The Bogota campus of the National University of Colombia returned to working normally on Monday, after over three weeks of strikes and lock-ins on the part of a disgruntled group of faculty members, who shut down classes and administrative services.
A deal reached Friday between university officials and striking staff members ended what protesters had called the “Permanent Assembly” that had taken over the Bogota National University campus, barring entry to grounds and facilities and forcing the school rectory to close classes and services at Colombia’s largest public university.
The Assembly — composed of teachers, administrators and staff — were protesting the university’s alleged non-compliance with agreements made to end a previous strike last March.
Complaints from the most recent labor disputes centered around a promised pay-rise that – according to the protesters – had not yet been implemented, and alleged “reprisals” taken against organizers and participants of previous strikes. The teachers also complained about years of “neo-liberal” national education policies that have allegedly downgraded labor security for university employees, as well as being responsible for the $5.8 billion budget deficit of Colombia’s public university system.
The protests, described as a “forceful takeover” by the University Rector, involved various clashes between public and university security forces, and the staff members barricading various parts of the campus, including central administrative buildings and entrances. Early negotiation attempts failed amid heated rhetoric, and the university eventually referred the matter to the Public Prosecutor’s Office, which is currently investigating whether measures taken by staff members were legal.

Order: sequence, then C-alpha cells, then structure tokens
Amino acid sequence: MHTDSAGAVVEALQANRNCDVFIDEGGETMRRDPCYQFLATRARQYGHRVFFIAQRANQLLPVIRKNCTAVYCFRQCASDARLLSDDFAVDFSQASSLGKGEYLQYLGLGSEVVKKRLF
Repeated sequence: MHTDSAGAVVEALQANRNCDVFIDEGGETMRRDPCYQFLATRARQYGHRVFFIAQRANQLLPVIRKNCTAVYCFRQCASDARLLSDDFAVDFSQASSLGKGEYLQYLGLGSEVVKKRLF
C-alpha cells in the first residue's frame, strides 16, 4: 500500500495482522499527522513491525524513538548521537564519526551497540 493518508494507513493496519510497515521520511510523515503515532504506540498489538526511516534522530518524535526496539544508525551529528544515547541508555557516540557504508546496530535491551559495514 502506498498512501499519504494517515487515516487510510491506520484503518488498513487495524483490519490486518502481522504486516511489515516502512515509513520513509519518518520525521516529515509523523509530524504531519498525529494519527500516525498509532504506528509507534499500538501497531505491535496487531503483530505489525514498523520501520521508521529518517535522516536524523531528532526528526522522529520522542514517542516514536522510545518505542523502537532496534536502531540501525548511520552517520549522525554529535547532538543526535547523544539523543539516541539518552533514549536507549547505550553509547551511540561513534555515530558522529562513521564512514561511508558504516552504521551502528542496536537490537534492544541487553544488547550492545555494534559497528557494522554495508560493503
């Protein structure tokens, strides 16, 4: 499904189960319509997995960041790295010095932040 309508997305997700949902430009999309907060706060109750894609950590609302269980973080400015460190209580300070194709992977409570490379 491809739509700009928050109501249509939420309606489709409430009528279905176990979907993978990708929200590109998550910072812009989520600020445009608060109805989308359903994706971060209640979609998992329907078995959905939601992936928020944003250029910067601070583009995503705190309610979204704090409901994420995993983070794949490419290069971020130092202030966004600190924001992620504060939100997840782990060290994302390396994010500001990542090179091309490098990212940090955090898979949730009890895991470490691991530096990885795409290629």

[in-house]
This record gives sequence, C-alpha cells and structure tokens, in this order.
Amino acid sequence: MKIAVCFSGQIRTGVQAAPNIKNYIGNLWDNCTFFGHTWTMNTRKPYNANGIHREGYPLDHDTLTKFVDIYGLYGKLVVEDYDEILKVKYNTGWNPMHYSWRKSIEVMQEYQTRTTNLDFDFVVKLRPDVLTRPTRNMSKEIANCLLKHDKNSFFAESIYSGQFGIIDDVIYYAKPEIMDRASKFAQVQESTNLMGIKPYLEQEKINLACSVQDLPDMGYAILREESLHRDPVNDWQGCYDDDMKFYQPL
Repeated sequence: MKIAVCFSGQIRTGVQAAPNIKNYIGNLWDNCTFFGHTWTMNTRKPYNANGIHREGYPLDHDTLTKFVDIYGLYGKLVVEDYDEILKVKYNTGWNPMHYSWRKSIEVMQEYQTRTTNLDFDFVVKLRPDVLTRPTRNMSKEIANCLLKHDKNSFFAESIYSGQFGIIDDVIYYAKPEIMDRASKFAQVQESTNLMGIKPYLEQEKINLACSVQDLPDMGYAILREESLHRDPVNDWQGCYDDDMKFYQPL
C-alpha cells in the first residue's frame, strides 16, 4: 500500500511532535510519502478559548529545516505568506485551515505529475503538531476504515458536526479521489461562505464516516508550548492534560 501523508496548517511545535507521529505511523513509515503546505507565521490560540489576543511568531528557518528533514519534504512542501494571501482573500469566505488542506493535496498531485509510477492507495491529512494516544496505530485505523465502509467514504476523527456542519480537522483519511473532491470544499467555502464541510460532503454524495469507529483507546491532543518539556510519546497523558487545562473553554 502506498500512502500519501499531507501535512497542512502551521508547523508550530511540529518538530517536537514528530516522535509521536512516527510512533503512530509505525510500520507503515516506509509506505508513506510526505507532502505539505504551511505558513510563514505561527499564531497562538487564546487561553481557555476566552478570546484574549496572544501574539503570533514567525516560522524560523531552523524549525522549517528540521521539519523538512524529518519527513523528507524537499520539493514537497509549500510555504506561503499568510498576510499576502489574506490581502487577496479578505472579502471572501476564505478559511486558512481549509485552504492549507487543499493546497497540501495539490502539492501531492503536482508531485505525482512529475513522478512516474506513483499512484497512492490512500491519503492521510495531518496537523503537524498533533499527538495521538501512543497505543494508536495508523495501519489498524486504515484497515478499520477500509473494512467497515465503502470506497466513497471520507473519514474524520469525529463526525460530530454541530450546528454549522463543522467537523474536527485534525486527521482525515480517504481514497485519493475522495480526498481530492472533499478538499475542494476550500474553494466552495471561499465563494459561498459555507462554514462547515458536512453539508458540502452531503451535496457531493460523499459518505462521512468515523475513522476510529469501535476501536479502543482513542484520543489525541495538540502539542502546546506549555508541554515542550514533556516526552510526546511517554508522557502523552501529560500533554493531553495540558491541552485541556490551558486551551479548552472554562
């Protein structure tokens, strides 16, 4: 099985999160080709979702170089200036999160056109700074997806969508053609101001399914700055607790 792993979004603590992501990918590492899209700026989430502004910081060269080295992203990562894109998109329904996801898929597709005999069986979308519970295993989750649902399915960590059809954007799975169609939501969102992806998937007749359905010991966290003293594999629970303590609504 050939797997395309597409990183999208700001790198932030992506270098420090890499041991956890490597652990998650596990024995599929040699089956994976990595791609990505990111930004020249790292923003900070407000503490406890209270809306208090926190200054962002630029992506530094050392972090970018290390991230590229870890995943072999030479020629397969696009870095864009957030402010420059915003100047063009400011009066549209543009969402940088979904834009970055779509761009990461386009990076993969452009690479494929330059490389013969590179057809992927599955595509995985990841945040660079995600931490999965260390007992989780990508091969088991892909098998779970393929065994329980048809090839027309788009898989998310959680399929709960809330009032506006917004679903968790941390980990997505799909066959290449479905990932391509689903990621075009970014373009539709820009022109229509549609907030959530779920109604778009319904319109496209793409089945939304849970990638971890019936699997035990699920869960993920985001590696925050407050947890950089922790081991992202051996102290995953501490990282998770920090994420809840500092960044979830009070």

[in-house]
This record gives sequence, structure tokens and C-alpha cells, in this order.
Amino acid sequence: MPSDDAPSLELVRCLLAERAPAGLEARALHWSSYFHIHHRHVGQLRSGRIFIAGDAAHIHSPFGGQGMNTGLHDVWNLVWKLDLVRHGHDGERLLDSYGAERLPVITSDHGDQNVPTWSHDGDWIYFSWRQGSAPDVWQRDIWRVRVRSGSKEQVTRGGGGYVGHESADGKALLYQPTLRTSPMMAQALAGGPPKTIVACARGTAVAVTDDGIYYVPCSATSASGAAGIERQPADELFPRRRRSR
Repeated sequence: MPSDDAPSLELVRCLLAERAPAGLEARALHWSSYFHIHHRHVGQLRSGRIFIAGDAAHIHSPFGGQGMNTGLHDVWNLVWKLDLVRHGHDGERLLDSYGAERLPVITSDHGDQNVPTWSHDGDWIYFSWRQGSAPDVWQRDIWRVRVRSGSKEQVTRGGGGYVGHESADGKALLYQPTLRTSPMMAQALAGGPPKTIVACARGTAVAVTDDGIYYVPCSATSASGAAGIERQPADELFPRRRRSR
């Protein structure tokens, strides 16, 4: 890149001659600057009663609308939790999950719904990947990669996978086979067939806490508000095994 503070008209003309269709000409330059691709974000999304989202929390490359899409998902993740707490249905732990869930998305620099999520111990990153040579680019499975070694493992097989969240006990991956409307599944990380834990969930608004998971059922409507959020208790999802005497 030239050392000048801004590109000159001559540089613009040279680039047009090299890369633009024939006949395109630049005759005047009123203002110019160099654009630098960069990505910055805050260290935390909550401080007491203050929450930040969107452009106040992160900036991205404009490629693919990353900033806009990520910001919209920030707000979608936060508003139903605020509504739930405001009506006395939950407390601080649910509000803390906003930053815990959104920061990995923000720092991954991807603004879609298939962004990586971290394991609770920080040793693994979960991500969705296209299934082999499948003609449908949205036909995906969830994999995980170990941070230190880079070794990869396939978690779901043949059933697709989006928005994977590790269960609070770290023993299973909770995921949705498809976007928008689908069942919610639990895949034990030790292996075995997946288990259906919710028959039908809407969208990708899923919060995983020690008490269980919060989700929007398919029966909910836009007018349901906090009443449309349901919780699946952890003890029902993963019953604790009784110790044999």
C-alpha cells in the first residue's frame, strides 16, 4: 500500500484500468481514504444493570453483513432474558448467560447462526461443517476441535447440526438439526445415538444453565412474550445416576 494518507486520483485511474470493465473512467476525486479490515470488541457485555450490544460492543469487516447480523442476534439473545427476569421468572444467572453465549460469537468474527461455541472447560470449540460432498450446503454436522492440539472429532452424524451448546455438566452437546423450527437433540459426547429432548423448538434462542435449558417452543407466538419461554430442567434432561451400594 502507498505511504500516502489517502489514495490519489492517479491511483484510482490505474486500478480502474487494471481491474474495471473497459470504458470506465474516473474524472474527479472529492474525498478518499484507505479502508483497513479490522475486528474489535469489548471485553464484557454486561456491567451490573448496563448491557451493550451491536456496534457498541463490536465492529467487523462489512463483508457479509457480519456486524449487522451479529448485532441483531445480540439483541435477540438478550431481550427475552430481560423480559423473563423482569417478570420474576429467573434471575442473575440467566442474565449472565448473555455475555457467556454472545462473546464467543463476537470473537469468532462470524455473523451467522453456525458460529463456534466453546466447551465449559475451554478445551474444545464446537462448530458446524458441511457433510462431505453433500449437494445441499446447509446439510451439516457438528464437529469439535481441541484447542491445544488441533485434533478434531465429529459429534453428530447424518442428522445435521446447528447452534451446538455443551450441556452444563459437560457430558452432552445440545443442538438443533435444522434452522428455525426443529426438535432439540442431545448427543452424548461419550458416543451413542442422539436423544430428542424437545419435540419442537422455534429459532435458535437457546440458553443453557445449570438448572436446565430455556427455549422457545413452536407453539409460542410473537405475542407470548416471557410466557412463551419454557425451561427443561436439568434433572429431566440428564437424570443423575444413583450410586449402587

Weeks of closures and alleged damage to facilities have had “numerous and grave consequences” on the University and its students, according to the Rector’s office.
Administrators managed to save the current semester, announcing a new school calendar over the past weekend to make up for the missed weeks of classes and a cancelled certification exam schedule. But many students who depend on the school for food and housing have had to absorb the costs of the closures, and the extended semester will mean additional spending for both the student body and the university, which also claimed its international reputation had been damaged after it had to return or transfer the 123 foreign exchange students it was hosting prior to the strike.
Protesters, meanwhile, accused the school administration of turning the campus into a “battleground”, and failing to fulfill prior commitments, or recognize legitimate, democratic grievances, which they say are supported by a majority of the student body.
According to a spokesman for the Pro-Salarial Improvement Committee, the faculty group behind the disturbances, university officials agreed to four main points in Friday’s deal, which brought an end to 24 days of campus unrest:
- To fight for wage increases for faculty in the 2014 academic budget, set to be determined later this fall
- To reverse allegedly punitive measures taken against various organizers and participants in an earlier strike
- To guarantee no similar measures would be taken against anyone involved in the most recent strike
- To address the cases of 160 staff members reportedly seeking to be upgraded to ‘career’ status, a legal term in Colombian labor law that guarantees benefits and advancement options for public service employees
The negotiations were mediated by the Minister of Labor.
As of Monday morning, all reports indicated a successful transition back to normal at the National University’s Bogota campus.
- Official National University Communications
- Official Website of the Pro-Salarial Improvement Committee
- Trabajadores y directivas de la Universidad Nacional firman acuerdo para levantar el paro (Caracol Radio)
- Se llego a acuerdo para levantar paro de la Universidad Nacional (RCN)
- Mas de 120 extranjeros de intercambia afectados por paro de la U. Nacional (Caracol Radio)
- Quien paga por el paro en la Universidad Nacional? (El Espectador)